12 Most Imperative Must-Dos for the Serious Blogger

12 Most Imperative Must-Dos for the Serious Blogger

If your blog shares your deepest, darkest secrets about your passion for Jersey Shore or troll head dolls, this is not the 12 Most for you. This is the post for serious bloggers who want their online musings to play a meaningful role in their business.

My blog is http://www.convinceandconvert.com Maybe you’ve seen it. It’s a well-regarded social media and content marketing blog — or so says my Mom. Am I a full-time blogger? No. Do I make money from the blog? A little. But like most blogging businesspeople, my writing is a means to an end. It drives exposure, leads, and credibility — all of which create revenue in a cascading, trickle down fashion.

There is no shortage of blogging advice out there, some of it may even contradict what lies below. But this is what I believe to be the 12 Most Imperative Must-Dos for the Serious Blogger, based on my personal experience and those of my clients.

1. Be patient

Every blogger starts with the exact same audience… zero. Eventually, relatives will read your blog, followed by sympathetic friends and neighbors. And then you’ll be on your way. But this notion that you start a blog and it becomes “a big deal” overnight is as rare as Keanu Reeves nailing a Victorian British accent.

I don’t keep up on blogs in every category (my passion for diapers, free range chickens, souped up cars and other topics just isn’t that deep), but in my world the only blog I can EVER remember successfully bursting on the scene in less than a year is Social Media Examiner.

Me? Here’s my actual Google Analytics showing visitors per month for 3+ years I’ve been writing Convince & Convert. Slow and steady.

analytics

2. Be specific

You have to have a clear sense of what your blog is about, and for whom you’re writing. There are no shortage of blogs out there, and if you’re going to successfully compete with a site like 12 Most, you better have a sharp understanding of what role you play in the educational or entertainment panoply of your audience.

3. Be consistent

Imagine if you subscribed to a magazine and it showed up at your house only whenever they “felt like” publishing an issue? The surprise factor might add a sprinkle of delight for a time, but the unpredictability would become irksome. We prefer to consume content in a disciplined and patterned way. Your blog should not contradict that circumstance.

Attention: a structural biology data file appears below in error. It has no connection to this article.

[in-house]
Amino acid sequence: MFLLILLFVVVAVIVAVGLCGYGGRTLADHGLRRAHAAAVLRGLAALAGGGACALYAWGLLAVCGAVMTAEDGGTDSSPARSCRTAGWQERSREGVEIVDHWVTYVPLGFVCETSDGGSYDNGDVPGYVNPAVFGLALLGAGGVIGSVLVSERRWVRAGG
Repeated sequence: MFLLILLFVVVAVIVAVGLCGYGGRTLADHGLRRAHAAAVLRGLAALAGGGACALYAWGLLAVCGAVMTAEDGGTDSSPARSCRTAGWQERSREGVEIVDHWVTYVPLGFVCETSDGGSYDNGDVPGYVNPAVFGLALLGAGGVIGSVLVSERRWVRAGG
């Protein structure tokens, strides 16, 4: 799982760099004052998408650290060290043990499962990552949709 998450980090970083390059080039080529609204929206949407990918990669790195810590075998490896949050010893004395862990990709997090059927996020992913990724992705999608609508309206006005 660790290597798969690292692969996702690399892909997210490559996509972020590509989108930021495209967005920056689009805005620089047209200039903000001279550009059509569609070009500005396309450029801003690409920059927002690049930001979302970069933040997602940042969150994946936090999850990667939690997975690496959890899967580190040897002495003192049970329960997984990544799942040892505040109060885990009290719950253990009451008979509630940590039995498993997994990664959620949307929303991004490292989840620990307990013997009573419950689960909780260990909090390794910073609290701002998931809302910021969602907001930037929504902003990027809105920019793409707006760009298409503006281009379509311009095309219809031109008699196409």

The hard truth is that not every blog post you craft will be your best work. Nor is every meal you create, sentence you utter, hug you lavish, or bed you make. Nobody is at their best at all times. So this notion that some bloggers cling to of only writing when they “have something important to say” wrongly values inspiration over predictability.

As long as your quality doesn’t suffer markedly, recognize that more = more. Seven posts a week are better for your business than five. Five is better than three. And if you can’t write two posts a week, you’re probably kidding yourself if you think you can drive real business results from your blog.

4. Embrace variety

Because you’ll be creating multiple posts per week in a consistent, reliable way you’ll want to include variety in your blog.

What if the magazine we referenced above not only came to you with seemingly random frequency and sequence, but also always contained multiple articles of approximately the same length, point-of-view, and design?

The reality is that your blog IS a magazine, and you have to mix up your content to keep things interesting and fresh. Add a video post. Conduct an interview. Go on a rant. Commission a cartoon. Just don’t adhere to the same style over and over and over and over. Unless your blog is based on adherence to a hook (like 12 Most) in which case you can ignore this Must-Do.

5. Use imagery

Imagine if your magazine had no photos. That’s a recipe for boring. Perhaps not as boring as Angelina Jolie in The Tourist, but in the vicinity. Whether it’s visual window dressing or information-laden charts and graphs, everything you publish on your blog should have one or more images.

I like to use Shutterstock.com for stock photography for my blog and in presentations, and for more casual stuff I turn to Flickr.com — which has a Creative Commons search feature that directs you to images that you’re allowed to use with appropriate crediting and linking.

6. Be a utility

Create content that’s useful. Solve problems. This is where you can get into publishing presentations, and creating free social media tools (in my case). Spend some time thinking about (or even surveying) your readers about their most common challenges, and then create content on occasion that addresses those challenges directly.

7. Find an anchor

Especially for new bloggers, it’s often very helpful to create an “anchor post” — something you can create on a regular basis that becomes the nucleus for your blog. Your other content becomes electrons that you publish in between anchor posts.